The Electrical System
by Scott Dorrer
Adirondack Chapter, ACBS
I didn't have any idea what this article was going to be about after the last one was done, but a near tragedy prompted me to write about the electrical systems in our boats. The event that gave me the idea for this article goes as this. After two years in storage we finally got the water pump repaired for the A-70 engine in the 1929 26' Chris-Craft that most of you know as Shady Lady and it was time for a water test. We soaked up the hull, changed the oil and checked over the whole boat giving it an okay for the water test. The boat was launched and she started with no hesitation whatsoever. The day was pretty nice so we decided to go for a ride down the Hudson to Castleton about five miles down the river. As we were returning, about one mile from the launch ramp I noticed a smell that wasn't there before and looked down at the gauges only to see smoke bellowing from under the dash. My excitement kicked in along with my adrenaline and as soon as I had the engine shut down I pulled the wires under the dash that I could see were smoking and thought that this would be the end to the shorting. Wrong! By this time the main harness going to the engine compartment had also started to melt off the insulation so affected wires were still shorting. The next line of defense was to turn off the main battery switch and this would surely end the short. Wrong again! When that did not stop the short the only thing left was to disconnect the batteries and finally the short was then stopped.
Once back at the shop the questions started to arise. What caused the short? Why didn't the fuses interrupt the short? Why didn't the battery switch interrupt the short? All these questions were answered that afternoon. The cause originated at the spotlight. The positive and negative wires run through a metal conduit to the light, once they get to the light the negative attaches to the arm of the light with a small metal clamp and the positive is routed under the clamp on its way to the switch. The positive had worn through over time and shorted on the ground clamp causing a direct short. Why didn't the fuse blow? Simple, the light was not fused.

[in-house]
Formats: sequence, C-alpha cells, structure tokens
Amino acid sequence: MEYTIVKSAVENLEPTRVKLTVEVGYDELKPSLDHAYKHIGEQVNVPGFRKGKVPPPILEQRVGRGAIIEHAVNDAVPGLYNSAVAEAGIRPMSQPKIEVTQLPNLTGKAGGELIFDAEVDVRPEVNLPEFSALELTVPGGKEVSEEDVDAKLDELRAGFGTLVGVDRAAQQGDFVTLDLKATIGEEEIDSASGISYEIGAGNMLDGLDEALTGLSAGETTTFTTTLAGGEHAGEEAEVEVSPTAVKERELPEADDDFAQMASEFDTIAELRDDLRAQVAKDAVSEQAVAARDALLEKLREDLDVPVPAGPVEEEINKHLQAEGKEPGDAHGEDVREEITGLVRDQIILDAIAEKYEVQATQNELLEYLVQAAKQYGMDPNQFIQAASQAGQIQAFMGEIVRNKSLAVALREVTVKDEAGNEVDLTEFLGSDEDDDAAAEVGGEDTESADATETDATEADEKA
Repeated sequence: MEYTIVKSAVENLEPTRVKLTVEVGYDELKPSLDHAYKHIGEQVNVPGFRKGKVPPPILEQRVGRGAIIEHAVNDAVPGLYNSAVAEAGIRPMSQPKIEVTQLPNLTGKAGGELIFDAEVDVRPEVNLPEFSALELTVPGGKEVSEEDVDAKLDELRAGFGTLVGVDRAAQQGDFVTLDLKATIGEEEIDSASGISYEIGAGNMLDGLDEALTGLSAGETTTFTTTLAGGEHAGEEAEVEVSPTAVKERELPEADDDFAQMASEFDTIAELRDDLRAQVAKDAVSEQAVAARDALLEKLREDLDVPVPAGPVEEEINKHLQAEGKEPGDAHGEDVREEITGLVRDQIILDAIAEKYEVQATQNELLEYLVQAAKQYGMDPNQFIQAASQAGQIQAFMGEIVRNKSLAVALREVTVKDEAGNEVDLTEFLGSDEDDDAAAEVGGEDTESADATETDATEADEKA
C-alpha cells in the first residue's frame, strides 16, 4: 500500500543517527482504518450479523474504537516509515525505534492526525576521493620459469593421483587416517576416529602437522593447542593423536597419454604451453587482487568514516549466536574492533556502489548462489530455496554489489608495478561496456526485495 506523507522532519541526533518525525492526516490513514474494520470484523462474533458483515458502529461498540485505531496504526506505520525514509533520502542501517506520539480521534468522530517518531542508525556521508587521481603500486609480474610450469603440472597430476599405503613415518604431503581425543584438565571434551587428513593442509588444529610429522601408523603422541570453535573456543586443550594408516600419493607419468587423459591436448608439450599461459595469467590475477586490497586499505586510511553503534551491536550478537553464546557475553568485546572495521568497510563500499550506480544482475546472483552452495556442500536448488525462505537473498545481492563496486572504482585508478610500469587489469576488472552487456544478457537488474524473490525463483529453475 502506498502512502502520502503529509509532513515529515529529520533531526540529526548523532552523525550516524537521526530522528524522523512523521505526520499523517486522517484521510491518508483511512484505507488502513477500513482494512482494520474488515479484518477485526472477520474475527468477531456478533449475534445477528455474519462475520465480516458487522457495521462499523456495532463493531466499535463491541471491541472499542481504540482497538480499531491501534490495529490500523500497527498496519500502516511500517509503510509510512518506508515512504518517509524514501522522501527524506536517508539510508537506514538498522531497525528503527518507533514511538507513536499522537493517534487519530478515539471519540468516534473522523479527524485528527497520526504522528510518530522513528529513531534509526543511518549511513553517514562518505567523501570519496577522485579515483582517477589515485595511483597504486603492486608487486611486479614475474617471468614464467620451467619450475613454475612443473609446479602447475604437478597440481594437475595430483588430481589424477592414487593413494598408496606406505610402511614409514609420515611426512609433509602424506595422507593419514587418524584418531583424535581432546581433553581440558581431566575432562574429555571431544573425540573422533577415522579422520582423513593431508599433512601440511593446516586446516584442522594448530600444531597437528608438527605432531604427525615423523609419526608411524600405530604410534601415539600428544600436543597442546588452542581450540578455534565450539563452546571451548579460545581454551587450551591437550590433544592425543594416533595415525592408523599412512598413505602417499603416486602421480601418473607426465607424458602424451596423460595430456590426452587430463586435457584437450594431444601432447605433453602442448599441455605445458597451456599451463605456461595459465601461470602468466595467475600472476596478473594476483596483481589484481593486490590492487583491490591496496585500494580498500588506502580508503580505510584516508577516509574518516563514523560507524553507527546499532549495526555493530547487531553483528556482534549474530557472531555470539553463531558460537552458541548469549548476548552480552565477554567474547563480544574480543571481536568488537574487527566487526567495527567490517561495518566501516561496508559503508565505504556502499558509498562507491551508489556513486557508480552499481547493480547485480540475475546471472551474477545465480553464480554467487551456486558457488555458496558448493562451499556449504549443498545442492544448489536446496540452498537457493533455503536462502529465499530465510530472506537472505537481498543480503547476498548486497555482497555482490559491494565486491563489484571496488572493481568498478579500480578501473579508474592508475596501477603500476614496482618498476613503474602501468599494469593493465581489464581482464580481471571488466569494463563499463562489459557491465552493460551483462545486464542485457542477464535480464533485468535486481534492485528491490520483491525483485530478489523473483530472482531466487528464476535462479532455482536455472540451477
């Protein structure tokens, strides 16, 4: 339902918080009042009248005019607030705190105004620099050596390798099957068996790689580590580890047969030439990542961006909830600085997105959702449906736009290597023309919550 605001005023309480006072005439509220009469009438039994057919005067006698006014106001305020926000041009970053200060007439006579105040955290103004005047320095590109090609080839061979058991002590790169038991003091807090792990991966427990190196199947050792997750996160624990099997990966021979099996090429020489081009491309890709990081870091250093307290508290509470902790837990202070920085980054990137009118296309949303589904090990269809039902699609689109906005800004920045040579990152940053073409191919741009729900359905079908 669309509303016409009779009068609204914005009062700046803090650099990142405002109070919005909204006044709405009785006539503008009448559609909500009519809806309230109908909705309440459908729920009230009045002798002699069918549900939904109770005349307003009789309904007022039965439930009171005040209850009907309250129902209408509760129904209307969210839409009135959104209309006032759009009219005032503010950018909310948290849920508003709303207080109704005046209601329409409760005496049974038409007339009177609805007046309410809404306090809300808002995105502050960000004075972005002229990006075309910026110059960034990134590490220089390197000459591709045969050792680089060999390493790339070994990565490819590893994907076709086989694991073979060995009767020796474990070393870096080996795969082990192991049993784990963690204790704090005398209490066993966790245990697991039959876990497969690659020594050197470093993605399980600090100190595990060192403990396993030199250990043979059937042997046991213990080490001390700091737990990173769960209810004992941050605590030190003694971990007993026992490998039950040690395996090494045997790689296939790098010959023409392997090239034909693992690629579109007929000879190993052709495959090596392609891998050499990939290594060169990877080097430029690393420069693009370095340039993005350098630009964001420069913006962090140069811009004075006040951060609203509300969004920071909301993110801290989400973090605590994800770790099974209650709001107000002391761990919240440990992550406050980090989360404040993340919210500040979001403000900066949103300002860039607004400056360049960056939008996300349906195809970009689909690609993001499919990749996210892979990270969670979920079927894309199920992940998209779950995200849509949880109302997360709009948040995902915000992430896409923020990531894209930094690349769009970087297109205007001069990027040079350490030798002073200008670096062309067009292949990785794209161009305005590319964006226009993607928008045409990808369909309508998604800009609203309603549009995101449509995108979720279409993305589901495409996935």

The next question about the battery switch took only a few more minutes to figure out. The switch was a master disconnect that was installed on the negative side of the batteries. This would have stopped the flow of electricity if the accessory grounds had not been attached directly to the battery. This in effect only cut the high amperage ground needed for the starter letting the accessories to still be grounded keeping the short circuit alive.
I used to to think that circuit protection was not a necessity, after all most of these antique boats have been around for years without it and they somehow avoided disaster. To protect against shorts I now use two devices; fuses and a main circuit breaker.
Fuse blocks and holders now come in a variety of sizes. The fuse blocks that I am now using are of the modern spade type. They come in anywhere from a single that can be crimped into the positive side of a circuit, up to a ten gang block. Most of the accessories will give the maximum amperage draw and can be fused appropriately. For accessories that do not give the amperage that you can calculate it by dividing the watts by the voltage (W/V). If you like the old test method of finding the amperage draw you can make a simple tester with an old ammeter. Hook up the accessory with the meter in series and that will give you the amperage. A final way of testing would be to install the fuse block and hook up all of the circuits, then use the ammeter already in the boat to determine what the fuses should be by turning each accessory on individually and reading the amperage off the meter.
Once I have all the appropriate fuses figured out, I then decide what the total amperage draw will be with all the circuits powered up and install a circuit breaker. This may seem like overkill but if the generator cutout of voltage regulator sticks, the individual fuses will not stop the generator from burning up the charging circuit. The circuit breakers that I use can be bought at any automotive supply and are cheap insurance against overload. I installed the circuit breaker in the line that goes from the battery terminal on the starter to the to the ammeter. I also do not hook up anything directly to the battery anymore - all power must go through the breaker.